Combined active labour market policies and income support can improve workers’ perspectives
The joint provision of active labour market policies and income support can be a powerful solution for improving workers’ perspectives
In 2019, around 630 million workers, or almost one in five of those employed globally, were working but poor. These workers live in households with a daily income of less than US$3.20 per person in purchasing power terms (ILO 2020). The inadequate quality of their jobs prevents them and their families from leaving poverty behind. Thus, these workers lack the means to fulfil basic needs such as providing for their children’s education, regular meals, and elderly care; or investing in their own skills to improve longer-term opportunities.
How can governments in developing and emerging countries help vulnerable workers access decent work opportunities? Active labour market policies (ALMPs) have the potential of improving workers’ employability (Card et al. 2018, Escudero et al. 2019, Levy Yeyati et al. 2019). ALMPs include training, public works, employment subsidies, micro-enterprise creation, and labour market services. While many of these policies exist in developing and emerging countries, a key challenge is that often workers who are meant to benefit from ALMPs do not participate. Without income support to cover their basic needs, they simply cannot afford participation (ILO 2016).
Meanwhile, income support, whether it takes the form of unemployment insurance or cash transfers, plays an important role in supplementing the incomes of low-wage or unemployed individuals. It reduces financial hardship and gives workers time to find new employment (e.g. Banerjee et al. 2017; Barrientos 2011, Campos and Coricelli 2010, Devereux and Sabates-Wheeler 2004, ILO 2017). However, income support alone does not help workers improve their skills and escape longer-term poverty either.
This suggests that income support and employment promotion need to come together if governments are to foster pathways to decent work. Yet, little is known regarding the role and effectiveness of these integrated approaches, especially outside high-income countries. In our recent book (Asenjo et al. 2019), we examine whether jointly implemented ALMPs and income support can protect workers’ incomes and promote longer-term employment prospects.
Prevalence of integrated policy approaches
Through an innovative mapping exercise, we assess the different combinations that ALMPs and income support take in emerging and developing countries. We find that the combined approach is already a pivotal element of labour market policy in these countries. Despite differences in design, administration, and level of integration of the different policies, we also identify important regularities.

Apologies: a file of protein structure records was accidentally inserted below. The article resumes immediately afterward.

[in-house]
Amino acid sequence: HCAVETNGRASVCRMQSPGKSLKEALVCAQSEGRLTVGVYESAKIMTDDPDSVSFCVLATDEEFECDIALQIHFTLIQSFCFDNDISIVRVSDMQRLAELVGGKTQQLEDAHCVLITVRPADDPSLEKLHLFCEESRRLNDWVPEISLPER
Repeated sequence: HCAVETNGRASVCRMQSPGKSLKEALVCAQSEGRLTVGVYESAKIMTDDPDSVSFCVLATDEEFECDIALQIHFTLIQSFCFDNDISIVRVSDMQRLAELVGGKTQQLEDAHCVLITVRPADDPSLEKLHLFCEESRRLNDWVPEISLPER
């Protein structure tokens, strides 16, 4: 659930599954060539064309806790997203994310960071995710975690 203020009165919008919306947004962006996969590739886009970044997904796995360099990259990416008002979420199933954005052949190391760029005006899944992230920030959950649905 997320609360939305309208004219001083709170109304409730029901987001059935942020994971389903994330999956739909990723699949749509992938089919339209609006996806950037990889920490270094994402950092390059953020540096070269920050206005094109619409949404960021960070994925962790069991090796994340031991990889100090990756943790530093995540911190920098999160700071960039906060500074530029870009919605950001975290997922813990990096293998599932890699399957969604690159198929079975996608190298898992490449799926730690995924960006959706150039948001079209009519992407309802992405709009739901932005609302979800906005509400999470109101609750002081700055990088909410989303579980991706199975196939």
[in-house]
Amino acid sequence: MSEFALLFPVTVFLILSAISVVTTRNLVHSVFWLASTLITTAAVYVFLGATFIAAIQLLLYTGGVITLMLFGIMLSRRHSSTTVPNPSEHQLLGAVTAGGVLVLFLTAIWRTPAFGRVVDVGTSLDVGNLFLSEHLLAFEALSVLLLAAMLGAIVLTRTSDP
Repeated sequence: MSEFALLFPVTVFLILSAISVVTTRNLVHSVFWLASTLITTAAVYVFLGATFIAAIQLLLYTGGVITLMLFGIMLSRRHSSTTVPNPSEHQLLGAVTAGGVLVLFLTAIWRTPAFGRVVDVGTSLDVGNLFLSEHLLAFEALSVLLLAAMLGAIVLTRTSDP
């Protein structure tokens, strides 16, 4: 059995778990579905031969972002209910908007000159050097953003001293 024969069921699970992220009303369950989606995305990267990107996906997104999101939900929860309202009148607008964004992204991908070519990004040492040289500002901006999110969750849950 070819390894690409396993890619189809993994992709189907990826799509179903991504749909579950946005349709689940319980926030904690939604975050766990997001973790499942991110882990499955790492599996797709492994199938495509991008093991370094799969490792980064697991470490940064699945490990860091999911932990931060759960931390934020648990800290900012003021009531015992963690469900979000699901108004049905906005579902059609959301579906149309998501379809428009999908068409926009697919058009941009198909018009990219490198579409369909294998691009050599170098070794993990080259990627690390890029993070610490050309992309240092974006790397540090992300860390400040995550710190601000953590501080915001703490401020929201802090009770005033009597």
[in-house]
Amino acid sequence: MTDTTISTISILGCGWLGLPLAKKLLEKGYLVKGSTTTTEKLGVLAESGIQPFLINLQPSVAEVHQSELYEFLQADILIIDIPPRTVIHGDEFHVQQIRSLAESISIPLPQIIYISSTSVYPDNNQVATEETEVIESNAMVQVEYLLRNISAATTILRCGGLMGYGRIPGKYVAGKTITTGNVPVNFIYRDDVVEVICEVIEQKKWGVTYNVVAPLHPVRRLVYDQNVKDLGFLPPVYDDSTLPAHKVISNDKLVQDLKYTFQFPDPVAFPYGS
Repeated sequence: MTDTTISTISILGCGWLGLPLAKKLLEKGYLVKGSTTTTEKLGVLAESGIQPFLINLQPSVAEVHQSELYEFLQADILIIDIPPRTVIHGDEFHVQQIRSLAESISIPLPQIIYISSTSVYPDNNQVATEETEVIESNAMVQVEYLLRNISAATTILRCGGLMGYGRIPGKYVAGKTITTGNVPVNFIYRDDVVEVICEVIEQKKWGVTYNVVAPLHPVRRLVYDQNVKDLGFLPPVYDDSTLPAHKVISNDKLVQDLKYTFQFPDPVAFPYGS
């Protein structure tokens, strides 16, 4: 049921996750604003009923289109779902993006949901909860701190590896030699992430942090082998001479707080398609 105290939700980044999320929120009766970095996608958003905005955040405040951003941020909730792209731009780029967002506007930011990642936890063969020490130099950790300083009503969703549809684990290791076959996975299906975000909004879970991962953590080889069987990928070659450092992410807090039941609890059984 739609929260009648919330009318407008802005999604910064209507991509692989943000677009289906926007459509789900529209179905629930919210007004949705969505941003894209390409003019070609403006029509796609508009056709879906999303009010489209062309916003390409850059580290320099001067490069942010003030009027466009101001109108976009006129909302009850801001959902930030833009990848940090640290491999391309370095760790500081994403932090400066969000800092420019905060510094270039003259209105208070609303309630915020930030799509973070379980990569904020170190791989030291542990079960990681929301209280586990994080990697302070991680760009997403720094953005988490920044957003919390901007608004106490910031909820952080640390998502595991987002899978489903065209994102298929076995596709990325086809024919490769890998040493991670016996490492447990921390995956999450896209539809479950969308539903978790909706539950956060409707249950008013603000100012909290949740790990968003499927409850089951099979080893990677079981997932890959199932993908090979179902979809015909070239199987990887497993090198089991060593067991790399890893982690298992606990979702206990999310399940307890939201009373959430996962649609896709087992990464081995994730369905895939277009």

First, unemployment insurance rarely exists in low-income countries (for example, most sub-Saharan African countries in Figure 2). Nevertheless, integrated approaches play a role there through cash transfer schemes that incorporate ALMP components (the same countries in Figure 1). Moreover, the higher a country’s per capita income, the higher becomes the variety of these embedded ALMPs (e.g. several countries in Latin America, see Figure 1).
Second, as economies start to have a higher income per capita, they introduce unemployment insurance policies to protect workers’ incomes during unemployment and combine these with a growing variety of ALMPs (most often in Europe and Central Asia, see Figure 2). The provision of public works alongside either unemployment insurance or cash transfers tends to be more common among low- and lower-middle-income countries, while higher-middle-income countries frequently offer a combination of activation measures, including also training and start-up incentives.
Figure 1 ALMPs included in cash transfer schemes, by country and type of measure
Source: Asenjo et al. (2019).
Figure 2 Mandatory ALMPs included in unemployment protection schemes, by country and type of measure
Source: Asenjo et al. (2019).
The examples of Uruguay and Mauritius
While the difficulties in coordinating these policies are not trivial, innovative examples in emerging and developing countries show that such policy coordination can enhance access to decent work. In our book, we study two informative cases in depth.
Uruguay implemented a comprehensive intervention, the National Social Emergency Response Plan (PANES), tailored to the poorest segment of the population who were in danger of falling into further hardship during the recession of the early 2000s. The intervention provided beneficiaries with immediate cash support and seven poverty-alleviating programmes giving access to housing, education, healthcare, food assistance and temporary paid labour. Temporary jobs were provided as part of a five-month public works scheme, whereby beneficiaries received double the normal income support, 20 hours of training per month and job search assistance.